OpenAI: WTF Just Happened?

No doubt many of you have followed the chaotic soap opera surrounding OpenAI's ouster of CEO Sam Altman and his reinstatement only days later. To recap, in a stunning, self-destructive move, the OpenAI board fired Altman last Friday. What followed over the weekend was a bizarre negotiation about immediately bringing him back. That negotiation collapsed on Sunday. Then, this past Monday, Microsoft CEO Satya Nadella announced Altman was joining Microsoft to lead a new AI research unit, as OpenAI customers were considering jumping ship and investors were preparing to sue the board. At the same time, 95% of OpenAI employees signed a letter demanding board member resignations and threatening to quit en masse. Microsoft said it was prepared to hire any and all OpenAI defectors (Salesforce too). It appeared Microsoft would acquire OpenAI's brain trust at cost. But in another crazy twist last night, OpenAI announced Altman's return as CEO with a new, larger board lead by former Facebook CTO and Salesforce co-CEO Bret Taylor. The old board is gone. WTF just happened?

Source: DALL-E 3

Our take:

  • Altman was in conflict with several board members for months. A faction that included OpenAI co-founder Ilya Sutskever ousted him for an alleged lack of candor, but "no malfeasance."
  • The real issue appears to have been philosophical disagreement about how fast to develop AI/AGI and how aggressively to monetize.
  • The (old) board badly miscalculated, failing to anticipate employee and investor loyalty to Altman. Before his announced return, there was a very real possibility the $86 billion company would simply collapse.
  • There are lots of leadership lessons to be drawn from this crazy week.

How Green Will Be Black Friday?

Black Friday is still a couple of days away yet Black Friday sales are in full swing. The outlook this year is uncertain because retailers simply don't know how much consumers will spend, given inflation. Still, retailers are being less generous with sales this year – so far. Numerator predicts somewhat fewer "Cyber Weekend" shoppers than in previous years (~80%). National Retail Federation (NRF) survey data (n=8K+) suggest closer to 75% of US households. And there are other indications that overall numbers may be down because of consumer caution. Yet Salesforce argues consumers are simply waiting for more and better discounts, which will come. The NRF says search is top "source for gift inspiration" (44%), followed by family/friends (35%) and in-store (32%). After that come "wish lists" and social media. Amazon isn't mentioned, which makes us skeptical. Speaking of Amazon, the company will be experimenting with "shoppable ads" during its Black Friday US football broadcast, which will feature "QR codes [on screen] that viewers can scan to make instant purchases." After triple digit pandemic performance, it's unclear how much e-commerce will grow this year. Department store Kohl’s, for example, is shifting focus back to its stores, saying the digital side has underperformed.

Source: DALL-E 3

Our take:

  • As we've said many times, this distinction between stores and e-commerce is a false one. Consumers shop both places. And stores drive online sales.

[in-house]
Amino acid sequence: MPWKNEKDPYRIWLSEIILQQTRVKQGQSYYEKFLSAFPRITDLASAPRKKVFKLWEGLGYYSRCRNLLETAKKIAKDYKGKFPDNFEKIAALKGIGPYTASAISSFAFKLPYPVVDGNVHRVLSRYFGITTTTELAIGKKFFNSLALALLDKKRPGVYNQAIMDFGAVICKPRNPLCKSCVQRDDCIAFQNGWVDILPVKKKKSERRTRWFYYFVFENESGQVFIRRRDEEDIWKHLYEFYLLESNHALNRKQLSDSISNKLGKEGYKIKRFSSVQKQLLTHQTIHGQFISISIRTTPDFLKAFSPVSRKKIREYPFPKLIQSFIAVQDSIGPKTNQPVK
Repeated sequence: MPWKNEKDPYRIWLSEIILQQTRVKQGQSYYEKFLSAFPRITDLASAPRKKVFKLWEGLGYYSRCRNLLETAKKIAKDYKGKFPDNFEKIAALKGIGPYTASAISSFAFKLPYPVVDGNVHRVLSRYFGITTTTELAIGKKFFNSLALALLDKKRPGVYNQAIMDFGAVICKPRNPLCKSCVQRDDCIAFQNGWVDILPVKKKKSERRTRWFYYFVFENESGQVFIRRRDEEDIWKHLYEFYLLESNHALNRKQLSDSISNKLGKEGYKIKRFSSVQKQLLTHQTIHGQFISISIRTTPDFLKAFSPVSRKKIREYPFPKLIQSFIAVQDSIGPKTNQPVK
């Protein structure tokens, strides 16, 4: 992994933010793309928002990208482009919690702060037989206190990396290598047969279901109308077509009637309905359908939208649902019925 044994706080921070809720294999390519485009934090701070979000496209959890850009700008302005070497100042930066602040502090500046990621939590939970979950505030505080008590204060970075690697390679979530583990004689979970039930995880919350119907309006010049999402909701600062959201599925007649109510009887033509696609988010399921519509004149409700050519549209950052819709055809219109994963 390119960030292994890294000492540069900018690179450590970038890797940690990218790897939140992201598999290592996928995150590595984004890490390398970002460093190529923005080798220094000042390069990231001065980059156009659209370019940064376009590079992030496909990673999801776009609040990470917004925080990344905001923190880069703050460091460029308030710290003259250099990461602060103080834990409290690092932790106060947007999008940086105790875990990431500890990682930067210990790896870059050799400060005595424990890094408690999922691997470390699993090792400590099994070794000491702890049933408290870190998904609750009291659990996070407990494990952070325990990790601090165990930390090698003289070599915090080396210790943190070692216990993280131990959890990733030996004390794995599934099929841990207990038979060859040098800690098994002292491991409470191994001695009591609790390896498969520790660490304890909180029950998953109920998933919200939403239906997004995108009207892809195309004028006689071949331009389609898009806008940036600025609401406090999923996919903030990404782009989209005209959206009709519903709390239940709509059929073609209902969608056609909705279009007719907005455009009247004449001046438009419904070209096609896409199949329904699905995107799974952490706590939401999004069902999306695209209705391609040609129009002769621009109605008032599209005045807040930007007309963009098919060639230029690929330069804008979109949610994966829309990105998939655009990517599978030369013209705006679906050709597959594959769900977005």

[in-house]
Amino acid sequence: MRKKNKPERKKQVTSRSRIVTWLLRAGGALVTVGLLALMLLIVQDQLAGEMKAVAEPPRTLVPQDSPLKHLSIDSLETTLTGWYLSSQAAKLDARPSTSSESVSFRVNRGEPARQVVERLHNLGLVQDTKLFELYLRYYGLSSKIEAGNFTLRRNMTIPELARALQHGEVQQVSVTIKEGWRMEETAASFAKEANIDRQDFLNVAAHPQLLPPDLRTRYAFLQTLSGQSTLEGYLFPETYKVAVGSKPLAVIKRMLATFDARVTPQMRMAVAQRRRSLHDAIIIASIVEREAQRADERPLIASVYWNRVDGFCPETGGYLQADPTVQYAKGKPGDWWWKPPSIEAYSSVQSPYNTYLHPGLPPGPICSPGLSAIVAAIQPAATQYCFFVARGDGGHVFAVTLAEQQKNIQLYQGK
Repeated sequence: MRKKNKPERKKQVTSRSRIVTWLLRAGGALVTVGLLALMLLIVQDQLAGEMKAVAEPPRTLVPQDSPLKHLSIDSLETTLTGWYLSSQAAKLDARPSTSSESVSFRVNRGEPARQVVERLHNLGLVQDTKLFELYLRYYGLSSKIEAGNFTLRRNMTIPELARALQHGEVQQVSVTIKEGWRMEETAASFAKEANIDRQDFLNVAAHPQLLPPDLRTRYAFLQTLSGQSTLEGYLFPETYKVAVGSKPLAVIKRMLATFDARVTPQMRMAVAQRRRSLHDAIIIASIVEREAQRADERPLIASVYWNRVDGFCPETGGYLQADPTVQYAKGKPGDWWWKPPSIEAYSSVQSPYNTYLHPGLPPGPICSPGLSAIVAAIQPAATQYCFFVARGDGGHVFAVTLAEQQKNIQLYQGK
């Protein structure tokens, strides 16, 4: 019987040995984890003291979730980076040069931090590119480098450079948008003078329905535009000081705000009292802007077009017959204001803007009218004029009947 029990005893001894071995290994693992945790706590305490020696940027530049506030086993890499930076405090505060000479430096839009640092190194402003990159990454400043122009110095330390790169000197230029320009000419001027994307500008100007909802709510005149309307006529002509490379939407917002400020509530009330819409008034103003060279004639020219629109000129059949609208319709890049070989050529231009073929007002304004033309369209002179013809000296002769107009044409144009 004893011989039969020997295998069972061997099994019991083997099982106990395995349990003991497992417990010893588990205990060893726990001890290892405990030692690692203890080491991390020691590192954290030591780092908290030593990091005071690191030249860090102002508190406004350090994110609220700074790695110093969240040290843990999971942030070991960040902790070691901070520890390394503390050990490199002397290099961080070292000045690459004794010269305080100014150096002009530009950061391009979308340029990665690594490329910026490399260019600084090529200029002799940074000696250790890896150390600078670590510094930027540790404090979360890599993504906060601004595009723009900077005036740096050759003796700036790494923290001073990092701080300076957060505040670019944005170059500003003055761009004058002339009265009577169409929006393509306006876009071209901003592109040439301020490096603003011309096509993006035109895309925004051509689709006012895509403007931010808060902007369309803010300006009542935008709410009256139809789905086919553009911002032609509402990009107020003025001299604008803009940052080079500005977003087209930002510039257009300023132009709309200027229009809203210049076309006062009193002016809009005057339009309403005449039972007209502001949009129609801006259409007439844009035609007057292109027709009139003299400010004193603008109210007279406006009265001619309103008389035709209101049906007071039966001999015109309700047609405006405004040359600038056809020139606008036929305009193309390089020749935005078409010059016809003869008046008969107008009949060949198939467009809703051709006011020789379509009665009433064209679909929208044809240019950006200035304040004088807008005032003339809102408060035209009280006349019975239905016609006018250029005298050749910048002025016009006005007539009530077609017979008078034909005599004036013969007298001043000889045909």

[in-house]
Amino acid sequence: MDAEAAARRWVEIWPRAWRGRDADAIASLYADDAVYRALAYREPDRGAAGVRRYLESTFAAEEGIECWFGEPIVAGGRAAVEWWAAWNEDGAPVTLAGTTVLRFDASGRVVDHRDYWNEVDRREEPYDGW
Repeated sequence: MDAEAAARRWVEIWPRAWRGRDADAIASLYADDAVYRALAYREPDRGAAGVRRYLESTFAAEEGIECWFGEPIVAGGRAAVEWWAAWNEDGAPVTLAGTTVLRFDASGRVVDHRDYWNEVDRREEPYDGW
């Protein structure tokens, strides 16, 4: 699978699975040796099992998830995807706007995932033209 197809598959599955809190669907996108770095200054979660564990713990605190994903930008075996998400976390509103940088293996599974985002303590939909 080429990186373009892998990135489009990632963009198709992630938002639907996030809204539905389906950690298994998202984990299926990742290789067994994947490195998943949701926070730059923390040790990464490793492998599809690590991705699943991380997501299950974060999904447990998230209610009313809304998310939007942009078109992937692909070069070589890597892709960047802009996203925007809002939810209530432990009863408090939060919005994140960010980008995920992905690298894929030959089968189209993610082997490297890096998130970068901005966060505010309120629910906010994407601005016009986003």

• What consumers want, beyond discounts, is a mix of e-commerce and local inventory information. Google has been making strides in the latter category but still has a long way to go.
  • Google has turned the SMB attribute into a shopping filter, which may also be a proxy for local inventory in many cases.

AI a Net Positive for SEOs

Next week's Near Media podcast features SterlingSky owner Joy Hawkins and Whitespark founder Darren Shaw discussing the impact of AI on Local SEO. It's an interesting and revealing discussion. For now, however, we'll revisit the results of an earlier survey (n=700 "SEO experts") by SEO Clarity on how generative AI is impacting the SEO industry. The survey found 86% of respondents had integrated AI into their workflows. Content generation and optimization, analytics and keyword research were the top use cases. The majority (at larger SEO firms) reported improved SEO performance. Interestingly, local SEO was not improved as much as other areas, such as content optimization, keyword research, on-page SEO and linkbuilding. SEOs reported efficiency gains and time savings with generative AI and plan to "invest more" in the future. ChatGPT is the most commonly used tool, with Bard in the hunt for second place, after Claude and Bing Chat/Copilot. Content accuracy and authenticity were top concerns, as was job security. Joy and Darren said AI didn't threaten job security of any of their teams, although hiring could slow in the future because of increased productivity.

Gen AI and SEO Survey_Q8.2

Our take:

  • These surveys, including a similar one from iPullRank, are directionally interesting but fairly high level. They don't get into many specifics.
  • The podcast discussion I referenced offers some very specific local SEO use cases (content development, review analysis, SAB pages, etc.)
  • There are numerous local applications for AI. But this survey found "local SEO optimization" to have the the lowest performance gains, interestingly.

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